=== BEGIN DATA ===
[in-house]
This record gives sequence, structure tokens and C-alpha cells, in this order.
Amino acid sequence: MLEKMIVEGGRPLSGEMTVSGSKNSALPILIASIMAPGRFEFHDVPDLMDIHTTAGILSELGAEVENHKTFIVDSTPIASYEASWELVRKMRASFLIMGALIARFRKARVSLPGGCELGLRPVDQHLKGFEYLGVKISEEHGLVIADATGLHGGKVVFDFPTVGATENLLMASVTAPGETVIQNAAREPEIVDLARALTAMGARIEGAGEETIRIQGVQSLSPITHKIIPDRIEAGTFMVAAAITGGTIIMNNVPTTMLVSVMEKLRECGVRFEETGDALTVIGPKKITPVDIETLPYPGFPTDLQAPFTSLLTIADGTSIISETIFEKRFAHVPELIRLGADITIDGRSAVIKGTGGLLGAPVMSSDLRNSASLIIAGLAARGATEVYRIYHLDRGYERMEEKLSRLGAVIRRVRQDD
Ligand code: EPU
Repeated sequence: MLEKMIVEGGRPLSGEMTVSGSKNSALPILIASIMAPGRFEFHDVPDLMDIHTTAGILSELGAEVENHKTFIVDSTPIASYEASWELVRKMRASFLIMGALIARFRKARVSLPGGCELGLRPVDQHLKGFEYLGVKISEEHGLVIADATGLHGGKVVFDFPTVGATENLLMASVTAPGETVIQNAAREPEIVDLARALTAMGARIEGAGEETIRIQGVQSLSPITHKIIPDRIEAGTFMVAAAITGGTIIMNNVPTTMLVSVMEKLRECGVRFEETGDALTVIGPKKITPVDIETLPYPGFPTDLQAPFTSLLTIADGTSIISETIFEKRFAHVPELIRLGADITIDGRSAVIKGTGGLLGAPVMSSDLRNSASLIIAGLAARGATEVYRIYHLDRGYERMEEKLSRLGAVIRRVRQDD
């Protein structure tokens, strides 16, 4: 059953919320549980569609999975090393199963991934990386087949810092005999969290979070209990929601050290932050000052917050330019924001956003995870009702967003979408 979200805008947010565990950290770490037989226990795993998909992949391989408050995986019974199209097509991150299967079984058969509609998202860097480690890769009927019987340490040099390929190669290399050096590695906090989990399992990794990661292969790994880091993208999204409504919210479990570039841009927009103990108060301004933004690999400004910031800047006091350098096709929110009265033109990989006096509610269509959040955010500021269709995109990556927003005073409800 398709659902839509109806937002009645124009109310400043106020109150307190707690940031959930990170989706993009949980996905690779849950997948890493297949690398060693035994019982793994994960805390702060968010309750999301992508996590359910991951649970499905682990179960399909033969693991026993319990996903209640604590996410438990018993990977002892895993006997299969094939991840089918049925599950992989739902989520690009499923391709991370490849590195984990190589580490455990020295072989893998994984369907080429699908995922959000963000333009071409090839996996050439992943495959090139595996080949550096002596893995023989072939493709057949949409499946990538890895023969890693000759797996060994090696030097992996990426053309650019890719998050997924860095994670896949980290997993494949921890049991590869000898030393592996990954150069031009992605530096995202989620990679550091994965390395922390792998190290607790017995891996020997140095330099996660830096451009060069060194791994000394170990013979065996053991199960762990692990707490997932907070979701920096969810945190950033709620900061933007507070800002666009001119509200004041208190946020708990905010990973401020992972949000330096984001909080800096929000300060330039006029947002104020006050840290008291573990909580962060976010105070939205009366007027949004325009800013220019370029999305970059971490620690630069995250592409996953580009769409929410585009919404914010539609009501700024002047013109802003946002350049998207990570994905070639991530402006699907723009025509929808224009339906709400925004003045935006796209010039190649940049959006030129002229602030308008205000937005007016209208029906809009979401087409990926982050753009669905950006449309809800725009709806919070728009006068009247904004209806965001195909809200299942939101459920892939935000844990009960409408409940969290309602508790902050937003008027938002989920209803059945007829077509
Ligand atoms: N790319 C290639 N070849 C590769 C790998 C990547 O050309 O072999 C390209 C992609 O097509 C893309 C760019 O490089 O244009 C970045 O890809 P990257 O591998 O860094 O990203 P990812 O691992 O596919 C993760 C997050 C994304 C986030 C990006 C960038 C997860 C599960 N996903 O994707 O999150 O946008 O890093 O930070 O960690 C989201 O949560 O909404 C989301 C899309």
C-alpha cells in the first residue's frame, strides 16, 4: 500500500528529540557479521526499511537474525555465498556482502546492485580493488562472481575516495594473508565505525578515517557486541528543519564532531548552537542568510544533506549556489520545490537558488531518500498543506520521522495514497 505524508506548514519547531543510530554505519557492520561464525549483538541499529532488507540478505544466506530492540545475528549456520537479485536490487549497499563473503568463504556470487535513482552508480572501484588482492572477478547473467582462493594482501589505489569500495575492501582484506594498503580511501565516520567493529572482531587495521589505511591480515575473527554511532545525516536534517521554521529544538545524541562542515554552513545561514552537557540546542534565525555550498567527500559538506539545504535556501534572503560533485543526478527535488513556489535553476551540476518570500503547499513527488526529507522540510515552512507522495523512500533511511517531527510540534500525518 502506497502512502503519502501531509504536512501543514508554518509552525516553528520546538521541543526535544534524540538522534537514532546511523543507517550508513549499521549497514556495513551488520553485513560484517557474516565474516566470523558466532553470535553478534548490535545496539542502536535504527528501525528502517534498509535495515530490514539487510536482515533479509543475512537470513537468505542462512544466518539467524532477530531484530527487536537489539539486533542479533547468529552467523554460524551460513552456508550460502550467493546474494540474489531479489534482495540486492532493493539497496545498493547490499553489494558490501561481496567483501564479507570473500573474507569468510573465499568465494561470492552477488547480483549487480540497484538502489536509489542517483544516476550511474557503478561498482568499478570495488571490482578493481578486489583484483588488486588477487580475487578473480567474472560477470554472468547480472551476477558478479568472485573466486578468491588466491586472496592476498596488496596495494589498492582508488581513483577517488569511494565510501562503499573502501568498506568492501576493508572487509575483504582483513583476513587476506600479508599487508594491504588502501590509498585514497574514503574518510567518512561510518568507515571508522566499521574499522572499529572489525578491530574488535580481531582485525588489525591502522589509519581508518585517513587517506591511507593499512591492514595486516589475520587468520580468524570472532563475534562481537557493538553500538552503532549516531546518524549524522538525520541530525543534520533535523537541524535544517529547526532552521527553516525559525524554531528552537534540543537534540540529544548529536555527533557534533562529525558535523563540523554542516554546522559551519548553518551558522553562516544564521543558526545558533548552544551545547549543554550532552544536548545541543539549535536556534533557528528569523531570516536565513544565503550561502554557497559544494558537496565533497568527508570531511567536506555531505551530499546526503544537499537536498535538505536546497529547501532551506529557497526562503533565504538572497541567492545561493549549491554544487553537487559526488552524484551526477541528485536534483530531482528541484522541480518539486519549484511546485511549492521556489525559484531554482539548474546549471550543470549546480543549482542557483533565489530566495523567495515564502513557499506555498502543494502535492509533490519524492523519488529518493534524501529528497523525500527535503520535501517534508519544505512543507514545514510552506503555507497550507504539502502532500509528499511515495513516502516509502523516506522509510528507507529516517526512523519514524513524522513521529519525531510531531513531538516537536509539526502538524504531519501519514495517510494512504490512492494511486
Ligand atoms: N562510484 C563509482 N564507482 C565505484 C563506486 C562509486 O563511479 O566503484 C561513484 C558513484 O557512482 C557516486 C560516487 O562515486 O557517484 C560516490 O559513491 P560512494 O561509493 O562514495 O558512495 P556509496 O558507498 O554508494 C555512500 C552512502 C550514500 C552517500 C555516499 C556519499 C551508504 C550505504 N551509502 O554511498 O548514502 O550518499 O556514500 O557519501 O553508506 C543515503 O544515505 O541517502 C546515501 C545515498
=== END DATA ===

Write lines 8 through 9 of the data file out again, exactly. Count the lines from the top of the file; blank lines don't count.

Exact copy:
C-alpha cells in the first residue's frame, strides 16, 4: 500500500528529540557479521526499511537474525555465498556482502546492485580493488562472481575516495594473508565505525578515517557486541528543519564532531548552537542568510544533506549556489520545490537558488531518500498543506520521522495514497 505524508506548514519547531543510530554505519557492520561464525549483538541499529532488507540478505544466506530492540545475528549456520537479485536490487549497499563473503568463504556470487535513482552508480572501484588482492572477478547473467582462493594482501589505489569500495575492501582484506594498503580511501565516520567493529572482531587495521589505511591480515575473527554511532545525516536534517521554521529544538545524541562542515554552513545561514552537557540546542534565525555550498567527500559538506539545504535556501534572503560533485543526478527535488513556489535553476551540476518570500503547499513527488526529507522540510515552512507522495523512500533511511517531527510540534500525518 502506497502512502503519502501531509504536512501543514508554518509552525516553528520546538521541543526535544534524540538522534537514532546511523543507517550508513549499521549497514556495513551488520553485513560484517557474516565474516566470523558466532553470535553478534548490535545496539542502536535504527528501525528502517534498509535495515530490514539487510536482515533479509543475512537470513537468505542462512544466518539467524532477530531484530527487536537489539539486533542479533547468529552467523554460524551460513552456508550460502550467493546474494540474489531479489534482495540486492532493493539497496545498493547490499553489494558490501561481496567483501564479507570473500573474507569468510573465499568465494561470492552477488547480483549487480540497484538502489536509489542517483544516476550511474557503478561498482568499478570495488571490482578493481578486489583484483588488486588477487580475487578473480567474472560477470554472468547480472551476477558478479568472485573466486578468491588466491586472496592476498596488496596495494589498492582508488581513483577517488569511494565510501562503499573502501568498506568492501576493508572487509575483504582483513583476513587476506600479508599487508594491504588502501590509498585514497574514503574518510567518512561510518568507515571508522566499521574499522572499529572489525578491530574488535580481531582485525588489525591502522589509519581508518585517513587517506591511507593499512591492514595486516589475520587468520580468524570472532563475534562481537557493538553500538552503532549516531546518524549524522538525520541530525543534520533535523537541524535544517529547526532552521527553516525559525524554531528552537534540543537534540540529544548529536555527533557534533562529525558535523563540523554542516554546522559551519548553518551558522553562516544564521543558526545558533548552544551545547549543554550532552544536548545541543539549535536556534533557528528569523531570516536565513544565503550561502554557497559544494558537496565533497568527508570531511567536506555531505551530499546526503544537499537536498535538505536546497529547501532551506529557497526562503533565504538572497541567492545561493549549491554544487553537487559526488552524484551526477541528485536534483530531482528541484522541480518539486519549484511546485511549492521556489525559484531554482539548474546549471550543470549546480543549482542557483533565489530566495523567495515564502513557499506555498502543494502535492509533490519524492523519488529518493534524501529528497523525500527535503520535501517534508519544505512543507514545514510552506503555507497550507504539502502532500509528499511515495513516502516509502523516506522509510528507507529516517526512523519514524513524522513521529519525531510531531513531538516537536509539526502538524504531519501519514495517510494512504490512492494511486
Ligand atoms: N562510484 C563509482 N564507482 C565505484 C563506486 C562509486 O563511479 O566503484 C561513484 C558513484 O557512482 C557516486 C560516487 O562515486 O557517484 C560516490 O559513491 P560512494 O561509493 O562514495 O558512495 P556509496 O558507498 O554508494 C555512500 C552512502 C550514500 C552517500 C555516499 C556519499 C551508504 C550505504 N551509502 O554511498 O548514502 O550518499 O556514500 O557519501 O553508506 C543515503 O544515505 O541517502 C546515501 C545515498